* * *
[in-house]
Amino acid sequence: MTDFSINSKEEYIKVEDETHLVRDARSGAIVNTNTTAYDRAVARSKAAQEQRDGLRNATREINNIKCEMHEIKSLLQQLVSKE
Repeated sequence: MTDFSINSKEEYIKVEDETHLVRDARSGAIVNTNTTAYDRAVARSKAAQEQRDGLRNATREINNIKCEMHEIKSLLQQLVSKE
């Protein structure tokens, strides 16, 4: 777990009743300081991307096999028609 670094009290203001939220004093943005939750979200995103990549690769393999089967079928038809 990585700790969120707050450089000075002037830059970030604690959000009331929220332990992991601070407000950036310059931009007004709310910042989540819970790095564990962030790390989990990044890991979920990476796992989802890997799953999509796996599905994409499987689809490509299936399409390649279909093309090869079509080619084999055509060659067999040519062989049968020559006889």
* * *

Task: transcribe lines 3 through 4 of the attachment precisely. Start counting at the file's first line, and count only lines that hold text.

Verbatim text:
Repeated sequence: MTDFSINSKEEYIKVEDETHLVRDARSGAIVNTNTTAYDRAVARSKAAQEQRDGLRNATREINNIKCEMHEIKSLLQQLVSKE
């Protein structure tokens, strides 16, 4: 777990009743300081991307096999028609 670094009290203001939220004093943005939750979200995103990549690769393999089967079928038809 990585700790969120707050450089000075002037830059970030604690959000009331929220332990992991601070407000950036310059931009007004709310910042989540819970790095564990962030790390989990990044890991979920990476796992989802890997799953999509796996599905994409499987689809490509299936399409390649279909093309090869079509080619084999055509060659067999040519062989049968020559006889």